The MOHSAIC platform

Fig. 2 | The MOHSAIC platform. MultiOmic’s process begins with the collection of biological samples along with clinical and outcome data (1). Multi-omics data derived from these samples (2) is pooled into a central data lake (3), which is used to build artificial intelligence (AI)-enabled computational system biology models that are fine-tuned with wet lab experimentation (4), to identify endotypes, causal pathways and precision therapeutics (5).Figure created with

Metabolic syndrome and its downstream conditions comprise a chronic patient journey that evolves over time, sometimes accelerating and sometimes slowing down in response to changes in lifestyle, medication or other factors. MultiOmic will build up a longitudinal molecular picture of the course of disease progression through biological samples taken from the same patient at different time points. By using trusted, closely monitored service providers, MultiOmic ensures the data generated from these patient samples—up to 500 Gb per patient—are consistent, standardized, and comparable. All the data will be accumulated into a single, centralized data lake that is both deep, because it combines so many types of detailed molecular omics and phenomic data, and wide, because the data derives from multiple sources accumulating to thousands of patients over multiple time points. A deep and wide disease-specific data lake is the foundation of any AI-enabled therapeutics discovery company.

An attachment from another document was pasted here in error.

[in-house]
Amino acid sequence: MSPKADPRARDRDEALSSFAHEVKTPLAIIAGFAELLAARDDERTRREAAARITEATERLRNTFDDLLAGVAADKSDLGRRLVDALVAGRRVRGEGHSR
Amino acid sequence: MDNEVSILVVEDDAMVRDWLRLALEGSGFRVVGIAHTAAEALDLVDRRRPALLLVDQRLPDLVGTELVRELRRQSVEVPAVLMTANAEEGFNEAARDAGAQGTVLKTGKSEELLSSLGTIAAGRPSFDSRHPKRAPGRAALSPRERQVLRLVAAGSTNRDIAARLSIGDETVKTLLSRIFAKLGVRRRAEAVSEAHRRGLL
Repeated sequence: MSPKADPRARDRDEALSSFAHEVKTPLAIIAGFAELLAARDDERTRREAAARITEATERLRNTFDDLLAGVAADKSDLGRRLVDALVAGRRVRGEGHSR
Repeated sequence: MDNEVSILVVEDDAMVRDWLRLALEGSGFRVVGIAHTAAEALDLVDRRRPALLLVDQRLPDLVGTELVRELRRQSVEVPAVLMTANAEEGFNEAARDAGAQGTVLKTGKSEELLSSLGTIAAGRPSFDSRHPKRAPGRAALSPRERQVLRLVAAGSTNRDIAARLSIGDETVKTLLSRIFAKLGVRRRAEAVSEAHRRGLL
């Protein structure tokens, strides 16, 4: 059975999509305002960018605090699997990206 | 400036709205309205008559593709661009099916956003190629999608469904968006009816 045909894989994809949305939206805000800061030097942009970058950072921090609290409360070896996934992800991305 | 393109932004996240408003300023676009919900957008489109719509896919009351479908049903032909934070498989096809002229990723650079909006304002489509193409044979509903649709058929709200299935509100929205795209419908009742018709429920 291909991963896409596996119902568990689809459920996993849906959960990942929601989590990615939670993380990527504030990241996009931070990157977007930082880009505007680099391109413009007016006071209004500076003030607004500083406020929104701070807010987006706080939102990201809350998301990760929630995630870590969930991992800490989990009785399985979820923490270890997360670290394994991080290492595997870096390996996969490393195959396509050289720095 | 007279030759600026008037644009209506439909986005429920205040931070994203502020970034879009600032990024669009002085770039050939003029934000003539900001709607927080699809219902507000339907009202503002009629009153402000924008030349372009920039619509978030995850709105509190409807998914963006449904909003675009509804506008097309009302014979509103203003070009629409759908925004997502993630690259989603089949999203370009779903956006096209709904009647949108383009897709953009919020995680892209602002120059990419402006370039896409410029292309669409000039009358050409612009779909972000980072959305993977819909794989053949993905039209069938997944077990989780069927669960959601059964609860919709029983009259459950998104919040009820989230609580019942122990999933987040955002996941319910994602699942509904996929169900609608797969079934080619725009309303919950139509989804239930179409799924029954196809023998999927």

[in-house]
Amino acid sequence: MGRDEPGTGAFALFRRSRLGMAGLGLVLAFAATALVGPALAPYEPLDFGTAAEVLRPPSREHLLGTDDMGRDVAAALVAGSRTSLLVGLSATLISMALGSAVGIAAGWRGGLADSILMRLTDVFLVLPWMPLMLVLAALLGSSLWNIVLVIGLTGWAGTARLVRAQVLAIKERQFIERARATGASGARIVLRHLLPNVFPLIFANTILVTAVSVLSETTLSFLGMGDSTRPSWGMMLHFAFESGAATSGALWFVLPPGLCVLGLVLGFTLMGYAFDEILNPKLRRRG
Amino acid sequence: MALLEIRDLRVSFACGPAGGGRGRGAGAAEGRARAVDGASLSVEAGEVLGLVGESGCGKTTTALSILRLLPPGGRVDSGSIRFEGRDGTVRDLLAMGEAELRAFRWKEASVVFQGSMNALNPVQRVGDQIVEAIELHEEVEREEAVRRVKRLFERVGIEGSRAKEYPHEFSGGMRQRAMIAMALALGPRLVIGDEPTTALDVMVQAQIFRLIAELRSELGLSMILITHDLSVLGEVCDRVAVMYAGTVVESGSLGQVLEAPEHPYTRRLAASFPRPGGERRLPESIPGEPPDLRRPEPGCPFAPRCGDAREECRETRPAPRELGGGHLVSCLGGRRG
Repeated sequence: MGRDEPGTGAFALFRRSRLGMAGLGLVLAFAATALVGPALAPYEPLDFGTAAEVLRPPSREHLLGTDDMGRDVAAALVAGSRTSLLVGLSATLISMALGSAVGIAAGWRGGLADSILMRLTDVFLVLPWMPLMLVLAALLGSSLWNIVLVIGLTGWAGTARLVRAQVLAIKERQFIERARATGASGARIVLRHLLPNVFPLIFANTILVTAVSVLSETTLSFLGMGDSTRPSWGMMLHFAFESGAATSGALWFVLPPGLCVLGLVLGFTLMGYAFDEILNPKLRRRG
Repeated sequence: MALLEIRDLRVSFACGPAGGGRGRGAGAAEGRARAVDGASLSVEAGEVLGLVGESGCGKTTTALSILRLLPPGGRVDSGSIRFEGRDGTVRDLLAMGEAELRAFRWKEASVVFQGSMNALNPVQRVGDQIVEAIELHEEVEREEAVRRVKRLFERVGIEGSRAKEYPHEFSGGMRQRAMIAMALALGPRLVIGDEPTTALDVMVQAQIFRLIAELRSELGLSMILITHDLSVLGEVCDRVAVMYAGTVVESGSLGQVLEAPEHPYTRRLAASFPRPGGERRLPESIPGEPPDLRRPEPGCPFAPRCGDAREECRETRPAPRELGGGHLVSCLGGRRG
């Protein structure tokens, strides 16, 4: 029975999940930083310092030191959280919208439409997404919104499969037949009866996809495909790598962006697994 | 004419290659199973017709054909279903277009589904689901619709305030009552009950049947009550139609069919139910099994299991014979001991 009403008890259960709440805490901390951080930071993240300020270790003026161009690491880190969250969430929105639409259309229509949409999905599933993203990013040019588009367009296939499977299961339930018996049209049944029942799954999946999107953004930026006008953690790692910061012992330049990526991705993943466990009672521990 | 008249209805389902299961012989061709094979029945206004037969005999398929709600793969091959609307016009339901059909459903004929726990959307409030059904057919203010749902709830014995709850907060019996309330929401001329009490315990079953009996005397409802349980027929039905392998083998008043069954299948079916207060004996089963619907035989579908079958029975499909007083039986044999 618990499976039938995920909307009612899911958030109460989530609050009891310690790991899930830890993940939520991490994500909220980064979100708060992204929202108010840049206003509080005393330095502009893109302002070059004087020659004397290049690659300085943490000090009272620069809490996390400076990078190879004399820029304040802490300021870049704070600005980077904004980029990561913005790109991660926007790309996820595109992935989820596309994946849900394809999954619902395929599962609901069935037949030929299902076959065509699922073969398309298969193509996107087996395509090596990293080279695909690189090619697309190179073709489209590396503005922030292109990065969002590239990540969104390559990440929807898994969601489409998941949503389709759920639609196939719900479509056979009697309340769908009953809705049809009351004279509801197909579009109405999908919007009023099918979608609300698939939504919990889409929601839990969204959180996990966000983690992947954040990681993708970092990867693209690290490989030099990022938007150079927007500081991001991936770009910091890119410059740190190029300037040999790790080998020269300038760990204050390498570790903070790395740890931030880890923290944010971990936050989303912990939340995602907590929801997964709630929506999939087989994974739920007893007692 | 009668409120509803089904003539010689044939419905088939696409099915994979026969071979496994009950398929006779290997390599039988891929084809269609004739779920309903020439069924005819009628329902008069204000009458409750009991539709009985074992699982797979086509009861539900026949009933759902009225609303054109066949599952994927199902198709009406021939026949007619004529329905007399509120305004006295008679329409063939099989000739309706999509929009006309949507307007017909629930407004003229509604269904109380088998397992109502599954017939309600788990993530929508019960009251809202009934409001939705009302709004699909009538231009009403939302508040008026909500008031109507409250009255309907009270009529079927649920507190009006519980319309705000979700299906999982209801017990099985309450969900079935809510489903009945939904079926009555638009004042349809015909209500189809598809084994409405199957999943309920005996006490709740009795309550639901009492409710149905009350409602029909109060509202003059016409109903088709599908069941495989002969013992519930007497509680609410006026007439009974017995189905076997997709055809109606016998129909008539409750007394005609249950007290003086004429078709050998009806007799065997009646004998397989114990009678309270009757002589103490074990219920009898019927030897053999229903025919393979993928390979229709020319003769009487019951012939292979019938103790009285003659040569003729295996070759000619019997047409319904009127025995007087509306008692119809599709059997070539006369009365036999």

The Data-to-Therapeutics component of MultiOmic’s MOHSAIC platform will then exploit this data lake, combining both data-driven and rule-based in silico modeling with bespoke ex vivo wet lab experimentation, to originate new therapeutic concepts. This process starts with data-driven modeling, using machine learning for hypothesis-free processing and exploration of the relevant portions of the data lake to identify several possible endotypes. Rule-based systems biology techniques are then deployed to build mathematical models—comprising hundreds of ordinary differential equations—of biological pathways potentially relevant to these endotypes, which are fine-tuned with data from bespoke ex vivo experimentation conducted in parallel. The resulting models are then used to prioritize one or more endotypes and elucidate the pathways underlying their pathophysiology. Simulation of pathway perturbations using the systems biology models then leads to potential therapeutic concepts for pharmacological intervention. These concepts are subsequently validated with in vitro, ex vivo and in vivo experimentation using an approach that the biopharma industry will recognize and find credible.

Potential therapeutic concepts